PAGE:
Campus miracle workers can do only so much


During the new school year, thousands of teachers across Texas once again will prove themselves to be miracle workers, of sorts, as they help students not only tackle their studies but also cope with a number of issues and distractions originating outside the classroom.

But even miracle workers have their limits, as the Houston Chronicle editorial, linked below, accurately points out.

Public schools and the people who work in them cannot “fix” deep-rooted, intergenerational poverty that continues to haunt tens of thousands of children in Texas. State leaders have failed them for years and continue to fail them with an inadequate safety net of health care and social services. These same state leaders – who also refuse to pay for an adequate and equitable school funding system — pass the buck to educators and then wring their hands when the same kids, year after year, continue to under-perform on standardized tests.

The editorial cited the case of Kashmere High School in Houston, which has been rated “improvement required” on the state’s accountability system for seven years.

Here’s why. Some 48 of adults in the community served by the school don’t have a high school diploma, and fewer than 7 percent have a college degree. Fifty-three percent of adults make less than $25,000 a year, the community has no Head Start programs and it lacks sufficient health care providers.

As the Chronicle wrote: “No matter what hours Kashmere’s principals, teachers and administrators put in, no matter how well they use data, no matter their dedication, school personnel cannot fix intergenerational poverty. They can’t amass the resources to meet these students’ basic needs or those of their families, whose engagement is vital to student success. Yet until students have full stomachs, a roof over their heads and a safe environment, it’s at best challenging for students to learn.”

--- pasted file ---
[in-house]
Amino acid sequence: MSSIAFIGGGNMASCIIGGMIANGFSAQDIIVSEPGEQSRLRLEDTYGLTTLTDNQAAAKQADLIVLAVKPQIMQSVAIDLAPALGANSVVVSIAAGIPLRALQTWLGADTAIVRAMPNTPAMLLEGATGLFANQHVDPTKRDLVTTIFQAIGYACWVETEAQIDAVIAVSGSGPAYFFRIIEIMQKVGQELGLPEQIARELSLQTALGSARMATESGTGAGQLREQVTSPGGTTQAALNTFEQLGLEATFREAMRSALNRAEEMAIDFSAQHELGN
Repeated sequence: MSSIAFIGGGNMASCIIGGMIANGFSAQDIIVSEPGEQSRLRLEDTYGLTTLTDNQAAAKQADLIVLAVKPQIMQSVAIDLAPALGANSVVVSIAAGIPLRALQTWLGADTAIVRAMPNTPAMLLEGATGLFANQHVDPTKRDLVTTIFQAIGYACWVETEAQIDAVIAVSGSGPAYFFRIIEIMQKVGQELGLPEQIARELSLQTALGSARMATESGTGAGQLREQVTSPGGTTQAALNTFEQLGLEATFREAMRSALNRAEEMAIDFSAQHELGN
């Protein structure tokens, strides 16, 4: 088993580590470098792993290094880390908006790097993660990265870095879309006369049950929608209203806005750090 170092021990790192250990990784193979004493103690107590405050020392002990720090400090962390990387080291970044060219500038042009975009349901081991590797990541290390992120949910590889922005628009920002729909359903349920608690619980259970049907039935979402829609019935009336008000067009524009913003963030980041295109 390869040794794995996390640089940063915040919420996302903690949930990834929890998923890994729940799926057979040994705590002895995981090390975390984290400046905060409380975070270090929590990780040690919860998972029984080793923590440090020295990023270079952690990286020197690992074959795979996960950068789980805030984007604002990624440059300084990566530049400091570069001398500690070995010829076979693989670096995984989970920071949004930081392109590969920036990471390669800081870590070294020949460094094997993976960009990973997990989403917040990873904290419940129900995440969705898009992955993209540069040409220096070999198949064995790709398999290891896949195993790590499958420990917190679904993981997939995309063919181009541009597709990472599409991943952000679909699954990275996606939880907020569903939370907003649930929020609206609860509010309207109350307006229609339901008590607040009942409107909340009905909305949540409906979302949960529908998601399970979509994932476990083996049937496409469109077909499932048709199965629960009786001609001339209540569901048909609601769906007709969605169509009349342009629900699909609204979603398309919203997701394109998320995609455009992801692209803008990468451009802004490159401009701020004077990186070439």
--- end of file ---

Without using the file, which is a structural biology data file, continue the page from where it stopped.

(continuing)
A community school model in the Kashmere feeder pattern is attempting to coordinate social services and other community resources that the students and their families need. This is a good step, but the legislative majority also needs to provide more resources.

It doesn’t take a genius to predict that once the state implements it’s new, A-F grading system for campuses next year, Kashmere will get an “F.” And so will hundreds of other campuses with classrooms full of improverished children.

That is a stigma that will do absolutely nothing to help these kids. But it was much easier for the legislative majority to insult low-income children and their educators with this law than it was to begin to realistically address the challenges that these children and their teachers face.



Some things are more important than a STAAR test


Sometimes, it seems as if our state government – a majority of our leaders, anyway — cares more about the score a kid makes on the STAAR test than whether that child had anything to eat before coming to campus that morning, had a safe place to sleep the night before or was even healthy enough to be in school.

Am I exaggerating? Well, consider the fact that, beginning with the third grade, Texas school children and their teachers are hammered not only with several versions of the STAAR but also with hours of benchmark tests and other forms of preparation because government blindly equates passing STAAR scores with success. With school accountability ratings and, in some cases, teachers’ jobs at stake, government has made a big deal about how well childen do or don’t do on STAAR.

But does our government make as big a deal about issues of far more critical importance to millions of Texas children and their families than a test score – issues like, say, poverty, health care or child abuse? You be the judge.